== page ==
Texas Gov. Perry's public day of prayer draws fire from clergy and atheists
Gov. Rick Perry of Texas has called for a public day of prayer and fasting, prompting criticism from First Amendment watchdog groups, atheists, and the Houston Clergy Council.
Gregory Bull / AP / File
The American debate over the mixing of politics and religion is swirling in Texas.
Gov. Rick Perry’s call for Americans to gather in Houston’s Reliant Stadium for a day of public prayer and fasting on Aug. 6 has drawn the ire of atheist groups and concerns from interfaith church leaders as well.
Titled “The Response,” the event is intended to bring together people to address the nation’s “state of crisis” through Christian prayer. The website (theresponseusa.com) features a one-minute video invitation from Governor Perry, in which he says in part, “I’m all too aware of government’s limitations when it comes to fixing things that are spiritual in nature. That’s where prayer comes in, and we need it more than ever.”
But opponents say what’s needed is a clearer line between government and religion.
The Freedom From Religion Foundation (FFRF), a Madison, Wisc., group concerned with the separation of church and state, filed a lawsuit July 13 in the Southern District Court of Texas, located in Houston. It seeks to restrain Perry from being involved in the prayer event and to declare his endorsement of it unconstitutional.
The governor’s actions violate the establishment clause of the First Amendment, the group says, because it “gives the appearance that the government prefers evangelical Christian religious beliefs over other religious beliefs and non-beliefs,” says a press release from FFRF.
American politicians historically called for prayer days for the nation without much controversy, but in more recent decades, “rather than uniting, many critics see them as highly politicized and highly partisan,” says Marie Griffith, director of the John C. Danforth Center on Religion and Politics at Washington University in St. Louis. Conflicting court decisions are on the books, she notes. “We’re still hashing these things out ... and this kind of case brings all this to the fore and forces us to define more carefully what ‘establishment’ means and what ‘religion’ means.”
The lawsuit also raises concerns that the governor has been working with the American Family Association (AFA), which “promotes a rabid evangelical Christian agenda,” the FFRF statement says.
Another group calls the event a diversion from problems the governor should be focused on solving.
“Gov. Perry obviously has no idea how to fix the state’s budget crisis, and instead of fixing it, he is literally using religion as a smokescreen,” says David Silverman, president of American Atheists, Inc., in Cranford, N.J. “If he wasn’t pulling this stunt, there would be huge uproar about the state of Texas’s financial situation, but ... a lot of Christians are giving him a bye - they’re giving him a break.”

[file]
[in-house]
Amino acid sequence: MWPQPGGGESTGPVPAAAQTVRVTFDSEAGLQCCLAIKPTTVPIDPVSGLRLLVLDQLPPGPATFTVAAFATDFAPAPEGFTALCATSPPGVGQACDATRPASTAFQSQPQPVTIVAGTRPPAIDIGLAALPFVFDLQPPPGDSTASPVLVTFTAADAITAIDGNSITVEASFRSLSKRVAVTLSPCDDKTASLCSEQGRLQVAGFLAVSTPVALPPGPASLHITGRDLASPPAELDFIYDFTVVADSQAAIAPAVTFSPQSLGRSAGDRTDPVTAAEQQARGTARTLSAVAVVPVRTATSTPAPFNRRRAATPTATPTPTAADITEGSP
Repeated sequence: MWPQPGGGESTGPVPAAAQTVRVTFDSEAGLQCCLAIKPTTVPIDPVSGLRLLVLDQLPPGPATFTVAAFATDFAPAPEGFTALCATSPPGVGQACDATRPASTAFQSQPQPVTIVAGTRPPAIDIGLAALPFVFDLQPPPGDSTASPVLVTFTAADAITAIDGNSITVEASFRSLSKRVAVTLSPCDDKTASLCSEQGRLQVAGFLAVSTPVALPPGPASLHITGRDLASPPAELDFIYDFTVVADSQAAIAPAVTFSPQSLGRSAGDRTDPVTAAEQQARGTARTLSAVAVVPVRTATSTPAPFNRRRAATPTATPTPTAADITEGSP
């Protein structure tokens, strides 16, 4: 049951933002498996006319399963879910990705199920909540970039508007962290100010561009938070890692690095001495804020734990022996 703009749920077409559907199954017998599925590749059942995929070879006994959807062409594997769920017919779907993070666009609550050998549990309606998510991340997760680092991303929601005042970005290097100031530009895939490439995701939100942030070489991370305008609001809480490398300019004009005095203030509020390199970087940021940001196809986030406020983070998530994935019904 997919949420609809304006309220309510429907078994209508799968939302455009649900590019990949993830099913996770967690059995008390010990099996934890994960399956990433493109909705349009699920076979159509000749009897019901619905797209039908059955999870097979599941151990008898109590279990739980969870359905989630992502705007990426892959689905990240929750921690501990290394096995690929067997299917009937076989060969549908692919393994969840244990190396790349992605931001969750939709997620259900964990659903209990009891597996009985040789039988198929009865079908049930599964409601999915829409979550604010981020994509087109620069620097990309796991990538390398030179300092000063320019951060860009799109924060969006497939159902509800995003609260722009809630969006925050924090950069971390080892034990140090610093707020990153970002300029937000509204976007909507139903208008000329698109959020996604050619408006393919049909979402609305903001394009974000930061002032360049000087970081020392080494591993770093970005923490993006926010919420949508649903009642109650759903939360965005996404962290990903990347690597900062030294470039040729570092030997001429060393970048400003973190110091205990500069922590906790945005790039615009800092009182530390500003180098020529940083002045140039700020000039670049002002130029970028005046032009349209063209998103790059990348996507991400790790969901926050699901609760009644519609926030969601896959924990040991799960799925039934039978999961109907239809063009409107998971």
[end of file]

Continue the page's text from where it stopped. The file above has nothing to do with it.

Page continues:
American Atheists is planning a protest near the event and calling for Perry to step down. “Prayer fails 100 percent of the time. There’s no God up there to listen to Gov. Perry’s financial woes.... What’s going to fix the state of Texas is humans, working,” Mr. Silverman says.
But atheists are not the only ones objecting.
The ecumenical Houston Clergy Council issued a letter in June saying it supports a “healthy boundary between church and state.” Signed by 24 Houston-area pastors and ministers, the letter says the event materials imply an exclusion of people who are not Christians of a certain type. And it says it is inappropriate for the governor to organize an event funded by the American Family Association, a group they note the Southern Poverty Law Center has labeled a hate group for its anti-gay and anti-Muslim statements.
“Gov. Perry continues to look forward to the prayer event on Aug. 6,” says spokeswoman Catherine Frazier. “He believes it will serve as an important opportunity for Americans to come together and pray seeking the Lord’s wisdom and guidance as our nation navigates the challenges before it. And the pending litigation does not affect plans for the event.”
FFRP also objects to the National Day of Prayer, established by Congress in 1952. The majority of Americans - 57 percent - support the National Day of Prayer, while only 5 percent oppose it, according to a 2010 Gallup poll.
Americans are split more evenly as to the influence of organized religion: 29 percent say they’d like it to have more influence in the nation, another 29 percent would like it to have less, and 39 percent say it’s about right, according to a Gallup poll this year.
The Response website lists many national and international church-affiliated endorsers. It encourages people to bring a Bible and a notebook, and it notes that vendors will be offering a limited range of food and water, as the daylong event is intended to be for fasting as well as prayer.
Because the nation “has not honored God in our successes or humbly called on Him in our struggles,” the event’s website reads, the answer “is to gather in humility and repentance and ask God to intervene.”